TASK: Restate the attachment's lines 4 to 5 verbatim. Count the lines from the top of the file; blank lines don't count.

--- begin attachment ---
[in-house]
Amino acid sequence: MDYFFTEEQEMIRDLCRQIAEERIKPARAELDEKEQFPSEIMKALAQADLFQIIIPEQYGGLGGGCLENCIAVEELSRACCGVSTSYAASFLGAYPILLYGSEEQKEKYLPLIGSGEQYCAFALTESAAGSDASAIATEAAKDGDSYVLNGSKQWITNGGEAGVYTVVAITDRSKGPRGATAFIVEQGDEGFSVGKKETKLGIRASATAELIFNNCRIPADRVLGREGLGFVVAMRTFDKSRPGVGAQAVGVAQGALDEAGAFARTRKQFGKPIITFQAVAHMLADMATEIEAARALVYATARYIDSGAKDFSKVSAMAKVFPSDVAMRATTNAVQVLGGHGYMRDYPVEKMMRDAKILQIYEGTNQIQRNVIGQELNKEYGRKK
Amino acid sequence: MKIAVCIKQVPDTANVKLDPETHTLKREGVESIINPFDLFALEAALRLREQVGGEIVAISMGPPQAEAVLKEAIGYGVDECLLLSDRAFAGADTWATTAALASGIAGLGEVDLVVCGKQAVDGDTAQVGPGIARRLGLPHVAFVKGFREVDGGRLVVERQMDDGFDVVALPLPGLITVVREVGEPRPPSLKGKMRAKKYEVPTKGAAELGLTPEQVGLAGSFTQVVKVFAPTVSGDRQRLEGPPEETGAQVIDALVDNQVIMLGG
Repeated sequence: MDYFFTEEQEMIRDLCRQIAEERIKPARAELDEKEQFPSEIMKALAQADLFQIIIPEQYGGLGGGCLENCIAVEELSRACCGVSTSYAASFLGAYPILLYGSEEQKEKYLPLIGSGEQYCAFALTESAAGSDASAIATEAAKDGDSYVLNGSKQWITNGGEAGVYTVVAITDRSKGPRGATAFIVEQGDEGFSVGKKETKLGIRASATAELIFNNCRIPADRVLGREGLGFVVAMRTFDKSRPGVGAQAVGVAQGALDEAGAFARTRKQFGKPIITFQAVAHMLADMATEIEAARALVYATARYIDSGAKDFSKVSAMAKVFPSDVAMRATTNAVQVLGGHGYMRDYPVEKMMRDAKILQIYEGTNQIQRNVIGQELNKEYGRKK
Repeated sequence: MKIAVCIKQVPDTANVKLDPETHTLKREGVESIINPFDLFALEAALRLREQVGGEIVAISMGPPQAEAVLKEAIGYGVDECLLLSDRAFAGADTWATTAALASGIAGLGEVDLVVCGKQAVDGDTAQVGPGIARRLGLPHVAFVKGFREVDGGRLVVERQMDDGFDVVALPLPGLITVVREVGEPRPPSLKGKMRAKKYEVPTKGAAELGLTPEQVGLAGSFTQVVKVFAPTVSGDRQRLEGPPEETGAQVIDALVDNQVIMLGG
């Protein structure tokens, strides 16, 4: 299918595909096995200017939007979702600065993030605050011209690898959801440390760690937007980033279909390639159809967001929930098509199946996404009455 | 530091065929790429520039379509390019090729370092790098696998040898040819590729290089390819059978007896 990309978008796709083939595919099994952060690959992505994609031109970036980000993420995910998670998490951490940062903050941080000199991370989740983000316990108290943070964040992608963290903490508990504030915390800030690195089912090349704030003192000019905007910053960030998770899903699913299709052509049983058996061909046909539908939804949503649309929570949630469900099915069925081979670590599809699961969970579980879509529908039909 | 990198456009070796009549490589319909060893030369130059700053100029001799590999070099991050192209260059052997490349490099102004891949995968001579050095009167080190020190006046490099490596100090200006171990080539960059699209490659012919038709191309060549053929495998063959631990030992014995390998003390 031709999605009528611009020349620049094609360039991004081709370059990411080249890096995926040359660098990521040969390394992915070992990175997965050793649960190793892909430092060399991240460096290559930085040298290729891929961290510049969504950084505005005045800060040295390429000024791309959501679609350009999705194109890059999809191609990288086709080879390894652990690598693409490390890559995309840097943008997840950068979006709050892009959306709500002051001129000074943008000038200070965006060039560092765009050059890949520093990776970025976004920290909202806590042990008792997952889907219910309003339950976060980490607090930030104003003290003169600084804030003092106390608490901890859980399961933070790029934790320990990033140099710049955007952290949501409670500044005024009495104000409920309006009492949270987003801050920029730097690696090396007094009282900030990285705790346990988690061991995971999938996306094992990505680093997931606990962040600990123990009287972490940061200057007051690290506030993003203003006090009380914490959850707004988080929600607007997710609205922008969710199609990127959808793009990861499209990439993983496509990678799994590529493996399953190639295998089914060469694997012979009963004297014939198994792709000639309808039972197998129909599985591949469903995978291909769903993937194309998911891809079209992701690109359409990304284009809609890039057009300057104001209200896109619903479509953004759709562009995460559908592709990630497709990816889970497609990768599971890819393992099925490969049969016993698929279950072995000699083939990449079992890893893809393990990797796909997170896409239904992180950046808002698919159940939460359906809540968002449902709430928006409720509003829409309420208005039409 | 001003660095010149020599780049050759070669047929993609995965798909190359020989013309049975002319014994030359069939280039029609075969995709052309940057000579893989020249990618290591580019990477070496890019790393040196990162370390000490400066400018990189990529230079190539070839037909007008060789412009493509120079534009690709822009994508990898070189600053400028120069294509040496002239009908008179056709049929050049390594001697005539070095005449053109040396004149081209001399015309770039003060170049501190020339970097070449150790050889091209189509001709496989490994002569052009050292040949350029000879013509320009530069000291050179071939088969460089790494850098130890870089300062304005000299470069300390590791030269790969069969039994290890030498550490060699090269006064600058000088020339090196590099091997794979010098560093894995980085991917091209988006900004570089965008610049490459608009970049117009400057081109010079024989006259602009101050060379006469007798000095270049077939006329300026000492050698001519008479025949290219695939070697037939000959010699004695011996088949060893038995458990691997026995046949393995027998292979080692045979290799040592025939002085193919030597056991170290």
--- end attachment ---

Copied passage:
Repeated sequence: MDYFFTEEQEMIRDLCRQIAEERIKPARAELDEKEQFPSEIMKALAQADLFQIIIPEQYGGLGGGCLENCIAVEELSRACCGVSTSYAASFLGAYPILLYGSEEQKEKYLPLIGSGEQYCAFALTESAAGSDASAIATEAAKDGDSYVLNGSKQWITNGGEAGVYTVVAITDRSKGPRGATAFIVEQGDEGFSVGKKETKLGIRASATAELIFNNCRIPADRVLGREGLGFVVAMRTFDKSRPGVGAQAVGVAQGALDEAGAFARTRKQFGKPIITFQAVAHMLADMATEIEAARALVYATARYIDSGAKDFSKVSAMAKVFPSDVAMRATTNAVQVLGGHGYMRDYPVEKMMRDAKILQIYEGTNQIQRNVIGQELNKEYGRKK
Repeated sequence: MKIAVCIKQVPDTANVKLDPETHTLKREGVESIINPFDLFALEAALRLREQVGGEIVAISMGPPQAEAVLKEAIGYGVDECLLLSDRAFAGADTWATTAALASGIAGLGEVDLVVCGKQAVDGDTAQVGPGIARRLGLPHVAFVKGFREVDGGRLVVERQMDDGFDVVALPLPGLITVVREVGEPRPPSLKGKMRAKKYEVPTKGAAELGLTPEQVGLAGSFTQVVKVFAPTVSGDRQRLEGPPEETGAQVIDALVDNQVIMLGG